Put another way, the highest court in the land told Paxton to butt the hell out!

I am, therefore, going to applaud the notion that George P. Bush wants to challenge Paxton in the 2022 Republican Party primary for Texas attorney general. I have had enough of Paxton’s dirtiness in an office that demands its occupant be above reproach.

Texas AG just can’t stop demagoguing border issue

(Photo by Erich Schlegel/Getty Images)

By JOHN KANELIS / johnkanelis_92@hotmail.com

Texas’s twice-indicted attorney general has become a major-league demagogue regarding what is happening along our state’s border with Mexico.

Ken Paxton told Fox News today that “open borders” are costing the state billions of bucks each year.

There. It’s plain and simple, according to Paxton.

Ken Paxton: Open borders costing Texas billions of dollars (msn.com)

Except that the Texas AG is lying.

The border is not “open,” as he keeps suggesting to friendly media questioners who don’t have the nerve to question him.

Homeland Security Secretary Alejandro Mayorkas has declared that our southern border is closed. I acknowledge that such a declaration hasn’t stopped the flood of immigrants coming into the country. The difference between the Biden administration and the Trump administration is that President Biden isn’t ordering the youngsters among the migrants to be turned back without their parents.

Many of them are being housed as we sit here in North Texas. Many more are expected.

I also will acknowledge that President Biden has a “crisis” on his hands, even though he refuses to call it such.

But … are the borders “open” in the manner that Ken Paxton and others on the right are suggesting? No. They are not!

As for Paxton, he is still awaiting trial on securities fraud allegations and he still is awaiting the outcome of a federal investigation into whether he took bribes while doing his duty as the state’s top law enforcement official. 

For the Texas AG to deflect attention from his own trouble is, shall we say, yet another disgrace.

Texas AG’s legal woes keep mounting

By JOHN KANELIS / johnkanelis_92@hotmail.com

Will it ever end for Texas Attorney General Ken Paxton? I mean, will this guy ever be able to wiggle his way from under the piling on of legal and political woes?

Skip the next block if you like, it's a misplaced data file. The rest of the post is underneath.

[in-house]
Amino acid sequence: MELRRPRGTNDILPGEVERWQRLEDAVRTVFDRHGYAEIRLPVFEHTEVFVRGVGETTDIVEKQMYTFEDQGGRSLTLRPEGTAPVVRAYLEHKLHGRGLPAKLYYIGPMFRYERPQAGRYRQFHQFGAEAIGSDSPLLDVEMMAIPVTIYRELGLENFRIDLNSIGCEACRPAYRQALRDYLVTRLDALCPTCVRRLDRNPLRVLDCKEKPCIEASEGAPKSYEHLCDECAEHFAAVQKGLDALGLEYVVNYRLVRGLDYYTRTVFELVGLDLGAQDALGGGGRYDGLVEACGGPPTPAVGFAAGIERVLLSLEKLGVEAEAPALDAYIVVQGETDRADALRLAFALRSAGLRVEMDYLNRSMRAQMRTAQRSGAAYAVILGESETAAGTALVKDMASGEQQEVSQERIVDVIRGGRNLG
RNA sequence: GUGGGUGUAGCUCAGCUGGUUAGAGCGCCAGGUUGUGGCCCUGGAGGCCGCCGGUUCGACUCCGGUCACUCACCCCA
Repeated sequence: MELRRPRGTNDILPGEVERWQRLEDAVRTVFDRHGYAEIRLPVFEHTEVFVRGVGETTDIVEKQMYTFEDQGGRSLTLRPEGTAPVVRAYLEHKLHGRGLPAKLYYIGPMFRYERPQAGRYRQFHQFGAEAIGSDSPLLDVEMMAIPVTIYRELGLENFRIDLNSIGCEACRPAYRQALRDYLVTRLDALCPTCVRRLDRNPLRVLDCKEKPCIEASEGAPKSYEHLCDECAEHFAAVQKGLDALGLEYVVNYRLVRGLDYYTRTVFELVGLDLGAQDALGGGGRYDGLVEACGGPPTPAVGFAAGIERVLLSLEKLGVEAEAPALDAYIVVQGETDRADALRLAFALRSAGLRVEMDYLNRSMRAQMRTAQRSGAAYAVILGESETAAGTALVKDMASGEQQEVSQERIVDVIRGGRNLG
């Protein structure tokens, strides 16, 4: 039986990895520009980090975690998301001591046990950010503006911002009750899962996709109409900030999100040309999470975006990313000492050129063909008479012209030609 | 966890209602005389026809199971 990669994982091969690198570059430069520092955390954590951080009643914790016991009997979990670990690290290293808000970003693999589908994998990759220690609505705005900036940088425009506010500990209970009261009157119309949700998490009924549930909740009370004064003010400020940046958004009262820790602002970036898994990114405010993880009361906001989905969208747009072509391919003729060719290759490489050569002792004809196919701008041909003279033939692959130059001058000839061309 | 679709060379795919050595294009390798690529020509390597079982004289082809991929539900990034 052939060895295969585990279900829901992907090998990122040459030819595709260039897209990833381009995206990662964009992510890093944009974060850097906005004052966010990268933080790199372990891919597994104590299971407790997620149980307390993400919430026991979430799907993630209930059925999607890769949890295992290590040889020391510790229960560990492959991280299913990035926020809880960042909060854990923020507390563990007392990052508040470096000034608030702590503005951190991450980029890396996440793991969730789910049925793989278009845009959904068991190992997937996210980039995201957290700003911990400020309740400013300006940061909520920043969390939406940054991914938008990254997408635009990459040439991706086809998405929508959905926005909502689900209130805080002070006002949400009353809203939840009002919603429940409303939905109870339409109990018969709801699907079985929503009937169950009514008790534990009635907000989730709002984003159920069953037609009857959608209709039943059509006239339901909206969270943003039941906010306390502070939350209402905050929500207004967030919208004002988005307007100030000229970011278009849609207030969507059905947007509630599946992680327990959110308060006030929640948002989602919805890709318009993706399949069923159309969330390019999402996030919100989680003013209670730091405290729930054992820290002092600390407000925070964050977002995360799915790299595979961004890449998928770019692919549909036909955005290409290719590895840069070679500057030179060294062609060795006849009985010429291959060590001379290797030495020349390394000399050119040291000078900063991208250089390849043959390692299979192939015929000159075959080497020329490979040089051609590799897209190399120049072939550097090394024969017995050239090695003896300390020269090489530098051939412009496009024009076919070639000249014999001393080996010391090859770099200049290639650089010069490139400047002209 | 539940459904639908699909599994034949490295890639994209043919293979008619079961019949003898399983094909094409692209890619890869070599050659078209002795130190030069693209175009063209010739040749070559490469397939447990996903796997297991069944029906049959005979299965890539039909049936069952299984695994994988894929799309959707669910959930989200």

I prefer to think the best way for him wriggle free of the political trouble would be for him to quit his public office. The legal tangle is another matter.

As the Austin American-Statesman reported:

Adding to their prior allegations of misconduct, four of his former top lieutenants have accused Texas Attorney General Ken Paxton of misusing the powers of his office to help Austin businessman Nate Paul in exchange for favors that included a home remodel and a job for Paxton’s mistress.

The new court filing also added information about how top Paxton lieutenants approached the FBI with their suspicions after comparing notes in late September and concluding that Paxton’s alleged misconduct was “so sweeping,” not everybody “knew the whole picture.”

Court filing expands bribery allegations against Texas AG Ken Paxton (statesman.com)

Good grief! The AG is awaiting trial on a securities fraud case that began when a Collin County grand jury indicted him in 2015. Here we are nearly six years later and the matter hasn’t been settled yet.

Then came the mass exodus of the attorney general’s top legal assistants after they filed a whistleblower complaint with the FBI alleging that Paxton has acted illegally on a number of fronts. Some of the aides quit, others were fired. Paxton alleges they’re just a bunch of soreheads.

Now we have reports of feathering a campaign contributor’s nest in a matter involving a woman with whom the married AG allegedly had a romantic relationship.

I think I’ll throw in just for kicks the idiotic lawsuit that Paxton filed with the U.S. Supreme Court asking the justices to toss out the 2020 presidential election results in several states that voted for Joe Biden. The court tossed the case, telling Paxton he had no legal authority to dictate how other states conduct their electoral affairs.

The attorney general is embarrassing our great state. He needs to resign. Now.

Country already scored a ‘victory’

By JOHN KANELIS / johnkanelis_92@hotmail.com

Donald Trump fired off this Twitter message today …

“We will be INTERVENING in the Texas (plus many other states) case. This is the big one. Our Country needs a victory!” 

The “Texas … case” to which Trump referred is the moronic lawsuit filed by Texas Attorney General Ken Paxton that seeks to overturn the duly cast votes in four states in the presidential election.